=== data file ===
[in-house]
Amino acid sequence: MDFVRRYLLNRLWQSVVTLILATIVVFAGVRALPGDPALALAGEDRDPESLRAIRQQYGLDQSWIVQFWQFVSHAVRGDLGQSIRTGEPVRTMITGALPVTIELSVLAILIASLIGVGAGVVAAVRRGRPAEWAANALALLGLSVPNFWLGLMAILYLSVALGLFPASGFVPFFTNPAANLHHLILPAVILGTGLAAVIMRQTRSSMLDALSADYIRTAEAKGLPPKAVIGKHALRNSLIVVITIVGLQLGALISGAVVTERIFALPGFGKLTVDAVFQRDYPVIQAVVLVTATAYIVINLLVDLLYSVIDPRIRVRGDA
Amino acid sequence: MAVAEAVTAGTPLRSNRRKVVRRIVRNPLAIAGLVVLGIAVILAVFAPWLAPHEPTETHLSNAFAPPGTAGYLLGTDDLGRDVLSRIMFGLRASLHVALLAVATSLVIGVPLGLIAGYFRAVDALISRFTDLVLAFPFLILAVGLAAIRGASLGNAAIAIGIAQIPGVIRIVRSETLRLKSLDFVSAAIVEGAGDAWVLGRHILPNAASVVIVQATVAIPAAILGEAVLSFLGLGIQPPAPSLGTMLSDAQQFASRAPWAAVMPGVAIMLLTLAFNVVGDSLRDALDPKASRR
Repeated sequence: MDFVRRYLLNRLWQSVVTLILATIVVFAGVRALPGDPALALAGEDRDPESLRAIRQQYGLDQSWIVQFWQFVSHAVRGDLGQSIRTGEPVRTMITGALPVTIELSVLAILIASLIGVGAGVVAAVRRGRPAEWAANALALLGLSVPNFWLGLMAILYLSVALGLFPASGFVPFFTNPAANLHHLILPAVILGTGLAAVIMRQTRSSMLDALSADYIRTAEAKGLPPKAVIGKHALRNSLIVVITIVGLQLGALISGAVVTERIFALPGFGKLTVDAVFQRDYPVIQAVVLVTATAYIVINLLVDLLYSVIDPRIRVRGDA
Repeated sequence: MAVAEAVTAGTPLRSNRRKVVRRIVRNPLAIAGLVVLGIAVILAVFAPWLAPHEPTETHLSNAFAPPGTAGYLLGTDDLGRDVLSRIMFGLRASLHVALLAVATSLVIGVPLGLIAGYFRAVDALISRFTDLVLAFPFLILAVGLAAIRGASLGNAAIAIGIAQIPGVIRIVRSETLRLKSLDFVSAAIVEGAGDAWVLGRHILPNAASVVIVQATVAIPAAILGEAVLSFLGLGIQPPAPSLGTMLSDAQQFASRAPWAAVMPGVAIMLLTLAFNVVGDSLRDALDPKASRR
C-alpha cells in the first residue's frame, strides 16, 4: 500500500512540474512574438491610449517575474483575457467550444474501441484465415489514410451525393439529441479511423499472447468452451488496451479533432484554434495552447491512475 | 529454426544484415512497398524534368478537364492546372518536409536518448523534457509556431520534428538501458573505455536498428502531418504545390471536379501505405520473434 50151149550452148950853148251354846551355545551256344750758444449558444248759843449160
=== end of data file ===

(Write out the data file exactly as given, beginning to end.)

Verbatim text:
[in-house]
Amino acid sequence: MDFVRRYLLNRLWQSVVTLILATIVVFAGVRALPGDPALALAGEDRDPESLRAIRQQYGLDQSWIVQFWQFVSHAVRGDLGQSIRTGEPVRTMITGALPVTIELSVLAILIASLIGVGAGVVAAVRRGRPAEWAANALALLGLSVPNFWLGLMAILYLSVALGLFPASGFVPFFTNPAANLHHLILPAVILGTGLAAVIMRQTRSSMLDALSADYIRTAEAKGLPPKAVIGKHALRNSLIVVITIVGLQLGALISGAVVTERIFALPGFGKLTVDAVFQRDYPVIQAVVLVTATAYIVINLLVDLLYSVIDPRIRVRGDA
Amino acid sequence: MAVAEAVTAGTPLRSNRRKVVRRIVRNPLAIAGLVVLGIAVILAVFAPWLAPHEPTETHLSNAFAPPGTAGYLLGTDDLGRDVLSRIMFGLRASLHVALLAVATSLVIGVPLGLIAGYFRAVDALISRFTDLVLAFPFLILAVGLAAIRGASLGNAAIAIGIAQIPGVIRIVRSETLRLKSLDFVSAAIVEGAGDAWVLGRHILPNAASVVIVQATVAIPAAILGEAVLSFLGLGIQPPAPSLGTMLSDAQQFASRAPWAAVMPGVAIMLLTLAFNVVGDSLRDALDPKASRR
Repeated sequence: MDFVRRYLLNRLWQSVVTLILATIVVFAGVRALPGDPALALAGEDRDPESLRAIRQQYGLDQSWIVQFWQFVSHAVRGDLGQSIRTGEPVRTMITGALPVTIELSVLAILIASLIGVGAGVVAAVRRGRPAEWAANALALLGLSVPNFWLGLMAILYLSVALGLFPASGFVPFFTNPAANLHHLILPAVILGTGLAAVIMRQTRSSMLDALSADYIRTAEAKGLPPKAVIGKHALRNSLIVVITIVGLQLGALISGAVVTERIFALPGFGKLTVDAVFQRDYPVIQAVVLVTATAYIVINLLVDLLYSVIDPRIRVRGDA
Repeated sequence: MAVAEAVTAGTPLRSNRRKVVRRIVRNPLAIAGLVVLGIAVILAVFAPWLAPHEPTETHLSNAFAPPGTAGYLLGTDDLGRDVLSRIMFGLRASLHVALLAVATSLVIGVPLGLIAGYFRAVDALISRFTDLVLAFPFLILAVGLAAIRGASLGNAAIAIGIAQIPGVIRIVRSETLRLKSLDFVSAAIVEGAGDAWVLGRHILPNAASVVIVQATVAIPAAILGEAVLSFLGLGIQPPAPSLGTMLSDAQQFASRAPWAAVMPGVAIMLLTLAFNVVGDSLRDALDPKASRR
C-alpha cells in the first residue's frame, strides 16, 4: 500500500512540474512574438491610449517575474483575457467550444474501441484465415489514410451525393439529441479511423499472447468452451488496451479533432484554434495552447491512475 | 529454426544484415512497398524534368478537364492546372518536409536518448523534457509556431520534428538501458573505455536498428502531418504545390471536379501505405520473434 50151149550452148950853148251354846551355545551256344750758444449558444248759843449160